Although my mom appeared from the outside to have changed her ways, in hindsight I see that the reckless independence she acquired from her years away from family and church never really left. They switched from outwardly rebellious behavior, like dating married men, to more private bad habits to fulfill her desire for fun and excitement, like internet gambling and reckless spending on credit cards (to the tune of 70K at last count). I think these were also attempts to distract and comfort herself when she was lonely. When she got older, she resented that she didn’t have a husband to take care of her and enjoy a simple life with, but never seemed to put it together that her choices pretty much precluded her from that opportunity.

Although she’s faithfully attended church since my childhood and read her Bible, etc, I have never, ever once heard her admit that she sinned by doing any of these things, or that they were bad decisions that caused unnecessary hurt and harm to her child or herself. If anything, she still seems to think that it’s kind of funny or cute that she, an otherwise quiet, reserved, seemingly respectable woman, has a torrid past that resulted in an affair with a married man and a child to commemorate the event. I almost sense she’s proud of it, to this day, and that makes me very sad and scared for her.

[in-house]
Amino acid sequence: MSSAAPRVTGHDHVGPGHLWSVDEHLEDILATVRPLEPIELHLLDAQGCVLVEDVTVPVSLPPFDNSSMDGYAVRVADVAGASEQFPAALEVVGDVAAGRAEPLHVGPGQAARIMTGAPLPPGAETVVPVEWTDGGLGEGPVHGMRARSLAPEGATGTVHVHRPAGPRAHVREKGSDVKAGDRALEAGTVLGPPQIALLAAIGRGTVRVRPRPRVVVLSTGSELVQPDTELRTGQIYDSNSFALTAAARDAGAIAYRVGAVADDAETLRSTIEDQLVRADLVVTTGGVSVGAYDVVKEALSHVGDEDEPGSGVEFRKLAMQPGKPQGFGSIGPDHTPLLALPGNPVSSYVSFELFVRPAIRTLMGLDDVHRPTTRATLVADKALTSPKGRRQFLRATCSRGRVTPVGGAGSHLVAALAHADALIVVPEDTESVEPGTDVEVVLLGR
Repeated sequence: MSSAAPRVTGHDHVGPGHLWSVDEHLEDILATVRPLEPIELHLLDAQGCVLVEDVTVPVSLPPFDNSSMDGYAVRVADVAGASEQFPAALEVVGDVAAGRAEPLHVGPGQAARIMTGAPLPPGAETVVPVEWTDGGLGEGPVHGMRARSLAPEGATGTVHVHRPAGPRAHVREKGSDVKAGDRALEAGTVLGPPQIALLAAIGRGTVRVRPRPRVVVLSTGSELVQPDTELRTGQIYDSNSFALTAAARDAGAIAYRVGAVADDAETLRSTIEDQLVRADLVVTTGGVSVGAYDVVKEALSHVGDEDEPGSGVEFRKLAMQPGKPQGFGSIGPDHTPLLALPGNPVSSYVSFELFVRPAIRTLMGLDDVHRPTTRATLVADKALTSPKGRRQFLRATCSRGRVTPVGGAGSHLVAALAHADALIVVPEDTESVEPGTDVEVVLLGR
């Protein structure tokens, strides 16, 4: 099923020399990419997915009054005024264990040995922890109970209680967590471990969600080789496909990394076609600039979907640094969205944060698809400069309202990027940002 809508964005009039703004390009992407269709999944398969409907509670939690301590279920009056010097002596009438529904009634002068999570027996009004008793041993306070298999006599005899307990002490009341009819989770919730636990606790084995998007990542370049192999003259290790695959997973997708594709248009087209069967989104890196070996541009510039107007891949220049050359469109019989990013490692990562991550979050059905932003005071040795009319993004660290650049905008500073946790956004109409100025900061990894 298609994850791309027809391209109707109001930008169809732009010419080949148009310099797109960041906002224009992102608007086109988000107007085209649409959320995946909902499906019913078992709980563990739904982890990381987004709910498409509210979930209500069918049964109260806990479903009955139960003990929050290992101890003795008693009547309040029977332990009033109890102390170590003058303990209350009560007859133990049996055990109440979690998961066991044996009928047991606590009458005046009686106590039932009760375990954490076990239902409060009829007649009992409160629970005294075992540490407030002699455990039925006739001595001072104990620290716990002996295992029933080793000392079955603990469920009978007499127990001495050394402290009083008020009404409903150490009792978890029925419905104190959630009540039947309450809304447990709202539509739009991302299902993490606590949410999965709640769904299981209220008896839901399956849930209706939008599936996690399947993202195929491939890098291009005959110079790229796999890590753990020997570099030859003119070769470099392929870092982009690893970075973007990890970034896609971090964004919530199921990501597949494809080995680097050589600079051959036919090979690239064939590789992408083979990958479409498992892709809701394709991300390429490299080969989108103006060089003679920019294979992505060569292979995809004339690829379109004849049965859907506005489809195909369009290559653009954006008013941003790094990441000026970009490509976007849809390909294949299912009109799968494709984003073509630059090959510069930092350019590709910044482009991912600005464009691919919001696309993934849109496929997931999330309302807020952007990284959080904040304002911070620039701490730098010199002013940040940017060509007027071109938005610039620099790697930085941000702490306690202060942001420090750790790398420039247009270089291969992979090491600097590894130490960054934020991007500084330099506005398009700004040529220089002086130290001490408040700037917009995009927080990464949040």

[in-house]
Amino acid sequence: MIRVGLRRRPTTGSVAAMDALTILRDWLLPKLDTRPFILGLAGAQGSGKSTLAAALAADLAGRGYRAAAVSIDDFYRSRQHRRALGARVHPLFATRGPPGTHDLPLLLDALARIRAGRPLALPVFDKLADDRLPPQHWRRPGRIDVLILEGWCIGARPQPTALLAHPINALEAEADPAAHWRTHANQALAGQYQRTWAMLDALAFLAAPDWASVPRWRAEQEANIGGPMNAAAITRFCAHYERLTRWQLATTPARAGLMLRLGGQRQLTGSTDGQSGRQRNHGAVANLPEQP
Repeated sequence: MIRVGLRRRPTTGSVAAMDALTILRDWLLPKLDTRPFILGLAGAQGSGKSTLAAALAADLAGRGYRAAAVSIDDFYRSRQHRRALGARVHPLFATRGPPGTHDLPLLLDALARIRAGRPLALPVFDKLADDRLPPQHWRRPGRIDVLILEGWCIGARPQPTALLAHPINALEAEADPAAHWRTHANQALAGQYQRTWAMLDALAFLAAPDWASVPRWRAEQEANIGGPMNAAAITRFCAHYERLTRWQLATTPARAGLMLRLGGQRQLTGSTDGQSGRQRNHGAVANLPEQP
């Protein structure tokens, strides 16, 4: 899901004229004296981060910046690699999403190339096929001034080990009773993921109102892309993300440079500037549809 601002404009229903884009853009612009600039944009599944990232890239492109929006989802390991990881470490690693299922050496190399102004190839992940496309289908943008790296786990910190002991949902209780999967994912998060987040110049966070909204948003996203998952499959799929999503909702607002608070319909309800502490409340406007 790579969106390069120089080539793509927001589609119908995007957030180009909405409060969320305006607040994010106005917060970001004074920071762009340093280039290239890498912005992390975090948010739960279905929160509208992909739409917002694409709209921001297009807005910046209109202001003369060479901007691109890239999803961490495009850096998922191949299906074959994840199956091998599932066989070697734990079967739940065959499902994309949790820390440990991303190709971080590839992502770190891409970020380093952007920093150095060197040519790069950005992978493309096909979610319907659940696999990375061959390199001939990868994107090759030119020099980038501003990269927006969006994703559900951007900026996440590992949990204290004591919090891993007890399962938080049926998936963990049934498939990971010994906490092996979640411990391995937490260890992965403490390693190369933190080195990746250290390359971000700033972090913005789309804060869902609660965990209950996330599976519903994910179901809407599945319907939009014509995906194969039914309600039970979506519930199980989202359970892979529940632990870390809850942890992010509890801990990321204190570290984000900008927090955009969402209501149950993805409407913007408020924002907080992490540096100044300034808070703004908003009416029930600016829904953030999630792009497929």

She’s dying now and her mind is going. She says she’s ready to meet the Lord, and I can only hope that between herself and Him, she’s made things right, although I’ve seen very little fruit speaking to that possibility. She talks the talk, but seeing her walk up close and in person, I’m left with more questions than answers about whether she really ever submitted to Christ. It just doesn’t show to me, and I probably know her better than anyone else. She’s left an enormous mess financially for my husband and I to cope with and she can no longer distract herself with spending sprees, so the bitterness caused by her life decisions have finally caught up with her and there’s no avoiding them now.